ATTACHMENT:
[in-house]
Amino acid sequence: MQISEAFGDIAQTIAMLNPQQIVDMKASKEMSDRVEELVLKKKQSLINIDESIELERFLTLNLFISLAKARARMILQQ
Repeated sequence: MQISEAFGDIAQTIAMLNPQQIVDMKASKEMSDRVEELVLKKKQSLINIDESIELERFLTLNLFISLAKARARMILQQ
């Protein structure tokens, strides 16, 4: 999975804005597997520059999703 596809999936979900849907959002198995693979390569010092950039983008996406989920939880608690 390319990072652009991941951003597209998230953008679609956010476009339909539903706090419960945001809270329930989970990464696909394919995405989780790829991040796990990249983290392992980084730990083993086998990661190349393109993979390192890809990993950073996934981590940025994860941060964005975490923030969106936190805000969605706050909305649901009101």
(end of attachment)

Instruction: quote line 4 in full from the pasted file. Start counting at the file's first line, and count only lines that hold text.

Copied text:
């Protein structure tokens, strides 16, 4: 999975804005597997520059999703 596809999936979900849907959002198995693979390569010092950039983008996406989920939880608690 390319990072652009991941951003597209998230953008679609956010476009339909539903706090419960945001809270329930989970990464696909394919995405989780790829991040796990990249983290392992980084730990083993086998990661190349393109993979390192890809990993950073996934981590940025994860941060964005975490923030969106936190805000969605706050909305649901009101």